What can families do to avoid probate court?

It is important to acknowledge that a probate court serves an important role during life and after death.  During life, a probate court (i) protects the financial assets of an individual needing protection (through a conservator) and (ii) oversees the medical and personal care needs of an incapacitated individual (through a guardian).  After death, the probate court supervises the collection and application of assets that were titled in the deceased individual’s name alone (meaning assets with no surviving joint owner or no surviving beneficiary).   In both situations, the probate court may provide valuable oversight and accountability.  Sometimes the court is needed to resolve disagreements over wills, trusts and powers of attorney, as well as to decide family inheritance feuds.

Regardless of the important role and value of probate court, some individuals prefer to stay away from the probate process if at all possible.  There are several legal tools that may be used to side-step probate court:

Powers of attorney – Powers of attorney, both medical and financial, are the two most important documents required in order to stay out of probate court during life.  A general, durable power of attorney for finances (GDPOA) nominates a trusted individual (known as the “agent” or “attorney-in-fact”) to manage legal and financial affairs for the person signing the document (the “principal”).  Medical decisions can be delegated to a patient advocate.  This is done with a durable power of attorney for health care, known in Michigan as a patient advocate designation (PAD).  It is important to note that the principal does not give up any rights or freedom by signing a power of attorney document.  The agent and patient advocate are fiduciaries who must act in the principal’s best interest and at the principal’s direction.

With a GDPOA that includes the proper language, the agent will have authority to handle real estate, financial accounts, retirement accounts, business interests, mail, motor vehicles, debts and other legal matters.  If a GDPOA is in place and provides the authority needed, it will not be necessary to ask the probate court to appoint a conservator to manage financial and legal affairs in the event of the principal’s physical or mental incapacity.

With a PAD, the named patient advocate may be authorized to make medical decisions on behalf of an individual who cannot make those decisions himself or herself.  This document also serves as a durable power of attorney for health care and for care, custody and medical treatment decisions.  This document and the powers in it are sometimes called a “living will” or an “advance directive for health care.”  The patient advocate has the authority to make a broad range of medical decisions, including decisions regarding life support, as provided in this document and in accordance with the individual’s wishes.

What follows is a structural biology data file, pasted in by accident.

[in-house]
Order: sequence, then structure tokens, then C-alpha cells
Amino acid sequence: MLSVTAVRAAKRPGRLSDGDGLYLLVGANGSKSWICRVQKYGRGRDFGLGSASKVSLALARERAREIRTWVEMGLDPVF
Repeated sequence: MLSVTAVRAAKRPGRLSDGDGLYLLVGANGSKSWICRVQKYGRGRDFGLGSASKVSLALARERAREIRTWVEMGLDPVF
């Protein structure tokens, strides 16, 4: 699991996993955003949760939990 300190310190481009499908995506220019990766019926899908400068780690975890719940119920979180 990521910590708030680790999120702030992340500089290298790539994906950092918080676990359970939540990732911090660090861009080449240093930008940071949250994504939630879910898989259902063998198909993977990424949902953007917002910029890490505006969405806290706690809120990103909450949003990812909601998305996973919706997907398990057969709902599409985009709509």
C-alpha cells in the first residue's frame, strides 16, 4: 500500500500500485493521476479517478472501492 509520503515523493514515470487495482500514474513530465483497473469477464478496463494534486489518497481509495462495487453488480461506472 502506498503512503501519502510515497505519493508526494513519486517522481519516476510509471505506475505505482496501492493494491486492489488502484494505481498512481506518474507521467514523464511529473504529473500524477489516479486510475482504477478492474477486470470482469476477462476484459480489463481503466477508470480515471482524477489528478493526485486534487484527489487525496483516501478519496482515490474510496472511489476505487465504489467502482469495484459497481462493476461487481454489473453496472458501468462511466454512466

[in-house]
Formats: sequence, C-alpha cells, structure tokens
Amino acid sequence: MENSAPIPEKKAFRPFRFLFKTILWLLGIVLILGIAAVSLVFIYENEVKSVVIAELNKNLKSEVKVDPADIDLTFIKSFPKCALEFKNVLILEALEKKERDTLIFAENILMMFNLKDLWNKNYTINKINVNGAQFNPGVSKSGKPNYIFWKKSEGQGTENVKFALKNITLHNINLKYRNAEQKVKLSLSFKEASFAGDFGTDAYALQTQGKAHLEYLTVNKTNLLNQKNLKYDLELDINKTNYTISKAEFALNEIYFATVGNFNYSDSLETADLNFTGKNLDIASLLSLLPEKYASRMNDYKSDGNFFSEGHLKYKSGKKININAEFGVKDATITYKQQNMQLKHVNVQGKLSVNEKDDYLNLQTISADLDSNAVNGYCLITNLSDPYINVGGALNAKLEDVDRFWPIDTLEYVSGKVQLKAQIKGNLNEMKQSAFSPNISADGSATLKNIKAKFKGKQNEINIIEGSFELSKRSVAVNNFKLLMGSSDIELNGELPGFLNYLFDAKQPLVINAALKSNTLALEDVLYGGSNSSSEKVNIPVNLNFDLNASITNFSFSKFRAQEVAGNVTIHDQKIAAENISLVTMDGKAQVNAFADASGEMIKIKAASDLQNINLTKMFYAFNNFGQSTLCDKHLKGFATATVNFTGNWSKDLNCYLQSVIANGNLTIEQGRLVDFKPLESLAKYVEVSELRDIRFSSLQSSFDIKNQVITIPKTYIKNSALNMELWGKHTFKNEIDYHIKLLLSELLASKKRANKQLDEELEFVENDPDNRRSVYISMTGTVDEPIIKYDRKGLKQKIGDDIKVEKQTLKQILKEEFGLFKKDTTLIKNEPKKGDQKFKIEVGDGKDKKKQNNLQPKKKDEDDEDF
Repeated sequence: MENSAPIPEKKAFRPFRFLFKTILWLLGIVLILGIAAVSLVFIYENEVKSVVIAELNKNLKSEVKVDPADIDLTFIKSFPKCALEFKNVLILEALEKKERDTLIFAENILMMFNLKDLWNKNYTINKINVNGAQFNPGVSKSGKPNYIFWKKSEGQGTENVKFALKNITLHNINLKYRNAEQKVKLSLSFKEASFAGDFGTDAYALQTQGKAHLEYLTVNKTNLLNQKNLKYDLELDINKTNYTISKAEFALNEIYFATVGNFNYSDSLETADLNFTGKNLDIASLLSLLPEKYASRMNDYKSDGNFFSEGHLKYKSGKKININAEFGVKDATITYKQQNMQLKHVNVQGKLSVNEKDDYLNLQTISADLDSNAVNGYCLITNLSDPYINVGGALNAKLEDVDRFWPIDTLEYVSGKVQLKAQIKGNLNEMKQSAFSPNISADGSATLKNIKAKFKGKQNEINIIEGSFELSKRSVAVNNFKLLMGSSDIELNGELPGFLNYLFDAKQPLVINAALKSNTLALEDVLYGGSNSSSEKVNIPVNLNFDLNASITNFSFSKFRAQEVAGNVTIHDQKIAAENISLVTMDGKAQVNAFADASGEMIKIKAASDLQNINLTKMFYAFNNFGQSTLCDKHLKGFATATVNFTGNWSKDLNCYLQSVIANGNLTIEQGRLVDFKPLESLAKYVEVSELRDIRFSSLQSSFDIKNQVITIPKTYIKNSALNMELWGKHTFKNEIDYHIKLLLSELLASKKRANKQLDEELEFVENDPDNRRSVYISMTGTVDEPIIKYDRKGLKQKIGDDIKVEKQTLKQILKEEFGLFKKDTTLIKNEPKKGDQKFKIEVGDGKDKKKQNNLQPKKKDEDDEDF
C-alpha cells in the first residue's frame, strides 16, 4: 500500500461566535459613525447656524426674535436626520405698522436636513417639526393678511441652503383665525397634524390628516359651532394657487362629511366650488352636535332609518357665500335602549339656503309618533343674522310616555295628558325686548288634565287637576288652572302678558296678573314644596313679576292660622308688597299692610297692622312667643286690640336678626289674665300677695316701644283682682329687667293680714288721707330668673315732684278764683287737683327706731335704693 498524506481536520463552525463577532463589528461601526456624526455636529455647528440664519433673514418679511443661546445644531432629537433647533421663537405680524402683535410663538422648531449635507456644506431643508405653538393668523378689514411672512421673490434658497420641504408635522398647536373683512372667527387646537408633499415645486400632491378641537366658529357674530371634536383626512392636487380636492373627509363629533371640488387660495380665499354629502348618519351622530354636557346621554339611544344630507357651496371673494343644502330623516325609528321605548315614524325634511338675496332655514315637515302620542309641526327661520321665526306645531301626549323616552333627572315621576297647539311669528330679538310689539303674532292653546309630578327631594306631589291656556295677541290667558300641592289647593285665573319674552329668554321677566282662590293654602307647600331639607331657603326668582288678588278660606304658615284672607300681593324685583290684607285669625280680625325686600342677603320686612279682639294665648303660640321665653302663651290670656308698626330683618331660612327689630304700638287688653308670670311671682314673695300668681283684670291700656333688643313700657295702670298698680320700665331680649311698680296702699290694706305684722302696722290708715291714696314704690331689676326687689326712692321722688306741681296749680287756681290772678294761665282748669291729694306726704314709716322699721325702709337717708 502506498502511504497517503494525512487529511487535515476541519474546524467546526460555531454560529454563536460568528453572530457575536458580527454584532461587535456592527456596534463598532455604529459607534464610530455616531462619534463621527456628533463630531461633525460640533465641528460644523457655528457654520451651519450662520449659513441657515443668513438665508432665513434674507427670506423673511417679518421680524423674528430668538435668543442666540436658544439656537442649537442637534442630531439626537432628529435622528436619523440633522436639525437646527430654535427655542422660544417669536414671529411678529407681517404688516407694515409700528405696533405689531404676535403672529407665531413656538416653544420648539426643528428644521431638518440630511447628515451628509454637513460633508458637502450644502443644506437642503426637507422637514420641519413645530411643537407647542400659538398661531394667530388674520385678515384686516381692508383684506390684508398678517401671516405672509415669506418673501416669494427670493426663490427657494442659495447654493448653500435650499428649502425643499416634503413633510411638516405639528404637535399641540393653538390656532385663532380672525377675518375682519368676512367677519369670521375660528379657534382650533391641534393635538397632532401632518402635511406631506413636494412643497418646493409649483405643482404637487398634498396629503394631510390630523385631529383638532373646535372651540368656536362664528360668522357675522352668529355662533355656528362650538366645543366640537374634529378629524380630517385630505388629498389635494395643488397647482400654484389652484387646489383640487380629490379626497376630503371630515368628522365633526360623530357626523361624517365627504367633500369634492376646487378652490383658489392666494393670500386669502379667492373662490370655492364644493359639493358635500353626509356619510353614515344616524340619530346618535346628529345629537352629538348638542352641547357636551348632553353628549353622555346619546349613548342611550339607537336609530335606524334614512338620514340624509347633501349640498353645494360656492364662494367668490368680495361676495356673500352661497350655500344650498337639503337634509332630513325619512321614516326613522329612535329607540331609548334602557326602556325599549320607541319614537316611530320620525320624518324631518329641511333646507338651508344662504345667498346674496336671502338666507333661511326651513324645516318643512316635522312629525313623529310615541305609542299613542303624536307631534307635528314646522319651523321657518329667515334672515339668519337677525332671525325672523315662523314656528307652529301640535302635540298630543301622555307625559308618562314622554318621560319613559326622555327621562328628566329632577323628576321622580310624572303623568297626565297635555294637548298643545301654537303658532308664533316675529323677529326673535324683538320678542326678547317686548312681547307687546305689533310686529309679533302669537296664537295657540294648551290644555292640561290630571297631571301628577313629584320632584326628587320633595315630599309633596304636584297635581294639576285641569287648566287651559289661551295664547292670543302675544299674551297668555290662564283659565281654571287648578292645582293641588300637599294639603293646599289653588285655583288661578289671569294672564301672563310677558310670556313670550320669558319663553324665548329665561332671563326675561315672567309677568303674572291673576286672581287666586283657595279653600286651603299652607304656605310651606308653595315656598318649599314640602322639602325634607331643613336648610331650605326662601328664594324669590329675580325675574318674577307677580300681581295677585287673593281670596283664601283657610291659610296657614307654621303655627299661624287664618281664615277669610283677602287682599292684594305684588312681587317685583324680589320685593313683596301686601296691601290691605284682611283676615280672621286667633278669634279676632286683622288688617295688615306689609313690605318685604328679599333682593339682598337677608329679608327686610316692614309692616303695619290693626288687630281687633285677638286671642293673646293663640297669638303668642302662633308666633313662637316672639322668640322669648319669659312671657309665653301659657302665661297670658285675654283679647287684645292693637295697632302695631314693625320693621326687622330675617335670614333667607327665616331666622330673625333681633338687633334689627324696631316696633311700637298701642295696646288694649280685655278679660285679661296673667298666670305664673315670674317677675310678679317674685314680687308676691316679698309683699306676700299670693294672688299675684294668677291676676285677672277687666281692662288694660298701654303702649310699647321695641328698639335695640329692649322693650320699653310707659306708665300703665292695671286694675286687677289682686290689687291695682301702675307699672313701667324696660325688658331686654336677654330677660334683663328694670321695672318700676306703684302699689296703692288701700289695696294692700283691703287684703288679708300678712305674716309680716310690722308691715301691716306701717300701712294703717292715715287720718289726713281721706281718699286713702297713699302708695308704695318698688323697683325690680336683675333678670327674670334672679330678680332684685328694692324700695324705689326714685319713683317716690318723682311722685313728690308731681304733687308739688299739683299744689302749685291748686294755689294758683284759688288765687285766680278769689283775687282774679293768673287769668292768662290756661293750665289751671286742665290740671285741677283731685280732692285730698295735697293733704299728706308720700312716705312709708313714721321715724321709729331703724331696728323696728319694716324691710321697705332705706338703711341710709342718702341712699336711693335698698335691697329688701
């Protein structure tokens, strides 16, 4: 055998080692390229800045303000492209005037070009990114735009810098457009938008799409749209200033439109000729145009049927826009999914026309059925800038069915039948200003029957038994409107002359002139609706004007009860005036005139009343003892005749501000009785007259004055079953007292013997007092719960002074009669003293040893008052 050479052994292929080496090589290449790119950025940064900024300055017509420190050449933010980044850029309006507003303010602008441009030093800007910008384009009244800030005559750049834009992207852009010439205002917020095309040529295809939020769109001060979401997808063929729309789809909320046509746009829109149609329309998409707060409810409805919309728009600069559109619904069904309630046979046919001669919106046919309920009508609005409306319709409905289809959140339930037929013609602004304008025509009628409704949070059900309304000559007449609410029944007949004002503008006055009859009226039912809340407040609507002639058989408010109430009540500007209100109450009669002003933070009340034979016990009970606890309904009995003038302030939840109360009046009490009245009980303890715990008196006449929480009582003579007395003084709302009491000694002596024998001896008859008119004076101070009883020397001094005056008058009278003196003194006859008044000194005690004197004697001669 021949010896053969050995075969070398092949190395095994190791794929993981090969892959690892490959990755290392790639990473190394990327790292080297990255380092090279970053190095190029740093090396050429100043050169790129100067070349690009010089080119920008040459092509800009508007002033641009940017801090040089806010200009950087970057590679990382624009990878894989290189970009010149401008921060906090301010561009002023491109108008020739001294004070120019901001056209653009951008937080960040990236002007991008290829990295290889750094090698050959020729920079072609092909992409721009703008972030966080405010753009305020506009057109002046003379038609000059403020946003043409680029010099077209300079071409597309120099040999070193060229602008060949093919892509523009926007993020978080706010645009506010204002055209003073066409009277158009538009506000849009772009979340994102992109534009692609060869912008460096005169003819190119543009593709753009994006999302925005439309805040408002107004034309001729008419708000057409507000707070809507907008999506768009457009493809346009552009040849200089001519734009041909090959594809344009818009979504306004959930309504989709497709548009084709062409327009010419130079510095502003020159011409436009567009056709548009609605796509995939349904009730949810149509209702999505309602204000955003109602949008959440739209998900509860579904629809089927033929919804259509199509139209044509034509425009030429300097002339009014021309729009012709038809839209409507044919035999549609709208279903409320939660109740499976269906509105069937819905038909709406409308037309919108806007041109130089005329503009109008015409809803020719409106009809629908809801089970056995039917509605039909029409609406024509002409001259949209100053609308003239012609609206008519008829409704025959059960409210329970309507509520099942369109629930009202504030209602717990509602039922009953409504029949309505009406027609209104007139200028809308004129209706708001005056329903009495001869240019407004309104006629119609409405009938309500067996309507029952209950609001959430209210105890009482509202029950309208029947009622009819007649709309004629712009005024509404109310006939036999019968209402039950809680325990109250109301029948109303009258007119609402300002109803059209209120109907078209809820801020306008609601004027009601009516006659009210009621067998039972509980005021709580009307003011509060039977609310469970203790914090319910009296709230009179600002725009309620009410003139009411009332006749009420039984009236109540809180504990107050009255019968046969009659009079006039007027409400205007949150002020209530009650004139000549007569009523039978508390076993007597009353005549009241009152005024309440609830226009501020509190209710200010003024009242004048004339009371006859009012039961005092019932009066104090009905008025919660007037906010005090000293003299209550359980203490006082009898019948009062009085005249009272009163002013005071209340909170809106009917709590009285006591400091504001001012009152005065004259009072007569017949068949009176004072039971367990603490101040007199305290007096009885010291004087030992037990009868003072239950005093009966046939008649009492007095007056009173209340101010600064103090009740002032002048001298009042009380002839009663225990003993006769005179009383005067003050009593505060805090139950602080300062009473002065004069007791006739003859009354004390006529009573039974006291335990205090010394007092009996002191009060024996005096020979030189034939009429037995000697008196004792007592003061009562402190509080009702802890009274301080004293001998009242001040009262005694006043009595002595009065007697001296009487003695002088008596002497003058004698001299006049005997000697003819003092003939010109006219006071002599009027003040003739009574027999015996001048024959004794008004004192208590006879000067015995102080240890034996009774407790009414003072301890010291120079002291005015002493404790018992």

Trusts – Trusts are usually thought of as a type of will.  Unlike a will, however, a revocable trust operates both during life and after death.  Also unlike a will, a trust does not require probate.  The trust maker (“settlor”) sets up a document that designates an individual (“trustee”) to manage assets titled in the trust for the settlor during the settlor’s lifetime (if incapacitated).  Upon the settlor’s death, the trustee follows the trust’s instructions on distributing the trust’s assets to named beneficiaries.  As the trustee has legal authority over trust assets, the probate court is not needed to manage and distribute the assets of the trust.  This makes a trust a key tool to avoid probate during life and after death.

Beneficiary designations – Beneficiary designations may be used to transfer bank, investment and retirement accounts to specific individuals and charities upon death.  In some instances, a special kind of deed may work to transfer real estate on death.  The benefit of beneficiary forms is avoidance of probate upon the death of the account holder or real estate owner.  On the other hand, there are several disadvantages with these forms as they frequently (i) are not updated after divorces or deaths of family members, (ii) are not reviewed regularly, (iii) are filled out incorrectly, and (iv) do not coordinate with other estate plan documents.

Joint ownership – Accounts and real estate with multiple joint owners will transfer probate-free to the surviving joint owners.  Joint ownership is usually appropriate for married couples, unless it is a second, or more, marriage.  Joint ownership is not usually advisable between parents and children or other persons as this may cause tax, legal and inheritance problems.

Some things to remember:

  • Powers of attorney (medical and financial), trusts, wills and beneficiary documents should be reviewed frequently and updated as needed;
  • Each tool described above has a limited purpose and should be coordinated with other tools; and
  • It is risky to utilize these tools without consulting an attorney, CPA or financial advisor.

Gene Richards_8x10@300Norman E. Richards (Gene) is an attorney at the law firm of Cummings, McClorey, Davis & Acho, P.L.C. where he focuses his practice on estate planning and elder law.  He assists clients with the development of customized estate plans to address their specific needs, including family owned businesses, senior adults concerned about long term care needs, and special needs trusts for children with special needs.  He may be reached at (734) 261-2400 or nrichards@cmda-law.com.

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